Trends & ForecastsDecember 13, 2019

Trump’s SNAP Cuts Could Be Bad News for Businesses

By SHAMONTIEL VAUGHN | Contributing Writer‍

[RETHINK Retail] — Buying groceries just became more frustrating for some Americans, after the Trump Administration announced it would be tightening availability on food stamps beginning April 2020.

Any “able-bodied adults” who do not have dependents but have received Supplemental Nutrition Assistance Program (SNAP) benefits for more than three months are the primary target of these cuts.

SNAP recipients, between the ages of 18 to 49, who fall under this criteria would be required to work a minimum of 20 hours per week or lose their benefits, according to NPR. This puts approximately 755,000 adults at risk of losing food funds in 2020. In turn, retail stores will lose billions.

 

Who’s behind the SNAP cuts

In July 2013, the rate of unemployment was 7.3 percent, and 45 complete states with able-bodied adults without dependents (ABAWD) were eligible for time limit waivers. With a few exceptions, the Food and Nutrition Act of 2008 (the Act) limited ABAWDs to only receive SNAP benefits for three months in a 36-month period (the ABAWD time limit).

But as of 2019, the national unemployment rate is at its lowest rate (3.7 percent) since 1969. In turn, Trump’s administration reevaluated who should be eligible for these nutritional benefits and for how long.

According to U.S. Secretary of Agriculture Sonny Perdue, “In the midst of the strongest economy in a generation, we need everyone who can work to work. This rule lays the groundwork for the expectation that able-bodied Americans re-enter the workforce where there are currently more job openings than people to fill them.”

However, for some SNAP recipients, this questionable amount of job openings “than people to fill them” seems to be more of an assumption than a fact. It also leaves out significant reasons for why some SNAP recipients were given extensions on food assistance. For example, individuals who were working and/or participating in a work program of at least 80 hours per month, or participating in workfare, were given extensions.

It also doesn’t account for family caregivers, low and declining employment-to-population ratio  or a lack of jobs within certain occupational areas. And this decision affects a diverse group of people.

In 2016, characteristics of select households* that received SNAP benefits accounted for:

  • 15,752 non-Hispanic whites (38.9 percent)
  • 11,134 non-Hispanic African-Americans (24.9 percent)
  • 7,510 Hispanics (11.8 percent)
  • 1,430 non-Hispanic Asians (2.8 percent)
  • 411 non-Hispanic Multi-Race individuals (0.8 percent)
  • 571 non-Hispanic Native Americans (1.1 percent)
  • 6,731 individuals with an unknown race (12.8 percent)

One-person households (11,352 households) were the highest recipients of these benefits, and the highest gross income for these participants was $17,118. U.S.-born citizens dominate SNAP recipient benefits (at 19,772), with a little more than 2,800 refugees, naturalized citizens and noncitizens also receiving SNAP.

But regardless of low salaries, academic goals and/or employment-to-population ratio concerns, the U.S. Department of Agriculture is laser-focused on how this mandatory work requirement could save about $5 billion over the next five years.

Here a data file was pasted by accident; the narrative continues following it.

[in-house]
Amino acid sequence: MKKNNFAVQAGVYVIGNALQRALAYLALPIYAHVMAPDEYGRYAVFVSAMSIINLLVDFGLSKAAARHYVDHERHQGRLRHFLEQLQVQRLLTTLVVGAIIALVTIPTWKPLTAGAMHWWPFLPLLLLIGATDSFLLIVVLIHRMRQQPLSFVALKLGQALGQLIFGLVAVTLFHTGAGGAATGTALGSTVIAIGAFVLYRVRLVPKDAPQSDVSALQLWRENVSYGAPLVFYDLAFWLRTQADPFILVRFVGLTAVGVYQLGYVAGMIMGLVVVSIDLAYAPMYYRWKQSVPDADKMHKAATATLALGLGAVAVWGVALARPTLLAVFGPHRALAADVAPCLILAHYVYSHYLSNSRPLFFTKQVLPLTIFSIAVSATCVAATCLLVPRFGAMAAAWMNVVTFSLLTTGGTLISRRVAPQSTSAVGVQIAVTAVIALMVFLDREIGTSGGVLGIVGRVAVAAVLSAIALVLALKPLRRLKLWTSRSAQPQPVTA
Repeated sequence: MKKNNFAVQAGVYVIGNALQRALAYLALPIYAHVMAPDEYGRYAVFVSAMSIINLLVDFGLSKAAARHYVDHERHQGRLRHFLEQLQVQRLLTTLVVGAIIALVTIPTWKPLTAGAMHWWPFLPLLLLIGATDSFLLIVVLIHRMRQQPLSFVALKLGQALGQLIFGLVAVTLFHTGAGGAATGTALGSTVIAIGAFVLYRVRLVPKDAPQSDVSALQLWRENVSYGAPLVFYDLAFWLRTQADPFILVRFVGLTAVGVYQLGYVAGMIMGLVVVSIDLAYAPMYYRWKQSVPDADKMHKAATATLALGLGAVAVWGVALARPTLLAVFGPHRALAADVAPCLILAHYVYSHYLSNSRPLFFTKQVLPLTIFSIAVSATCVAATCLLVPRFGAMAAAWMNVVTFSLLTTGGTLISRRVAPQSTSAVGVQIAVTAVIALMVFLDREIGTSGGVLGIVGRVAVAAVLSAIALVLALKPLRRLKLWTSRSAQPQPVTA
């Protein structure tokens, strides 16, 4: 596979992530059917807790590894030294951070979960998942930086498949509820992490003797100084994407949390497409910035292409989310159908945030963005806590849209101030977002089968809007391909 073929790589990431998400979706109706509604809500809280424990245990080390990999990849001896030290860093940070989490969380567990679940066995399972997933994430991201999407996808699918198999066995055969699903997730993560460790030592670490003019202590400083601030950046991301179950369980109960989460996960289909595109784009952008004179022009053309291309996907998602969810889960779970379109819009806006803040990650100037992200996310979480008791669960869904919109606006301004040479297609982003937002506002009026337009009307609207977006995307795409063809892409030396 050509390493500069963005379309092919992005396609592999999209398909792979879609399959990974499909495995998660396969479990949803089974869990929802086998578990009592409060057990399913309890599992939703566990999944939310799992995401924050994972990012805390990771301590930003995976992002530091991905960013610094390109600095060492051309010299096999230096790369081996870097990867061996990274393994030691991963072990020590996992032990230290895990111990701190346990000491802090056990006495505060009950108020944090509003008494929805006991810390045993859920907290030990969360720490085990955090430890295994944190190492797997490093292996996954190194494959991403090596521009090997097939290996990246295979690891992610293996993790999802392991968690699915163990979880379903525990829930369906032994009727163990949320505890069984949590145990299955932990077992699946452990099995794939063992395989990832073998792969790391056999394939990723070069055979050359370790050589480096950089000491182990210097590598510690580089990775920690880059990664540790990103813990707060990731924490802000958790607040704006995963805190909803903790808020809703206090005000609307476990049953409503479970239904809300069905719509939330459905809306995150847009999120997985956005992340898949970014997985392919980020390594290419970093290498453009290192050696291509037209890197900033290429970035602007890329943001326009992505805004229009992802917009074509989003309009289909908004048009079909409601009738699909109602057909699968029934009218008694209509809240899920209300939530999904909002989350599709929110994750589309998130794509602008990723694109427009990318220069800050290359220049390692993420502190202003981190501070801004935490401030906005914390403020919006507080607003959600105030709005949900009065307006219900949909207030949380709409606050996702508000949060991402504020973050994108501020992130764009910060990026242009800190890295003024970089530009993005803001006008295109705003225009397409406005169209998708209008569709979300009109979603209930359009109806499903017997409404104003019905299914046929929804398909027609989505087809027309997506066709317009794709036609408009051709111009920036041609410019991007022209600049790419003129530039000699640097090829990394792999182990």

How SNAP regulation affects the retail industry

As of fiscal year 2017, approximately 76 percent of authorized SNAP retailers (about 200,000 retailers) were small grocers, convenience stores, combination grocery stores and specialty stores. These store types fall under the Small Business Administration. While these SBA stores make up most authorized retailers, they reportedly receive less than 15 percent of all SNAP benefits.

Meanwhile, big-name retail stores such as Kroger, Target, Walmart and dollar value stores that accept SNAP benefits will also notice the change. Business Insider reports that approximately $33 billion of SNAP benefits were spent in stores such as Walmart and Target. An additional $18 billion went to supermarket chains such as Kroger, Giant and Food Lion.

In addition to brick-and-mortar stores, online retailers have also reached out to low-income communities. Amazon provided SNAP payment options for a two-year test pilot in New York. Other areas of New York were scheduled to extend this deal, along with Alabama, Iowa, Maryland, Nebraska, New Jersey, Oregon and Washington.

Additionally, Amazon and Walmart were already competing for electronic benefits transfer (EBT) card customers, with Amazon offering a reduced amount to be eligible for Amazon Prime membership and shipping. (And that’s not including their Amazon Store Card Credit Builder marketing to low-income consumers.)

With SNAP recipients now having to find new ways to juggle their non-food expenses with food expenses, stores will get hit hard. But small businesses in low-income communities will get hit much harder while many recipients may be forced to find a new way to put food on the table.

 

*   Note: During fiscal year 2016, SNAP provided benefits to approximately 44.2 million people living in 21.8 million households each month across the United States. The total federal cost of the program in fiscal year 2016 was $70.9 billion, $66.5 billion of which went to SNAP benefits and the remainder to program administration. The average monthly SNAP benefit across all participating households in fiscal year 2016 was $255.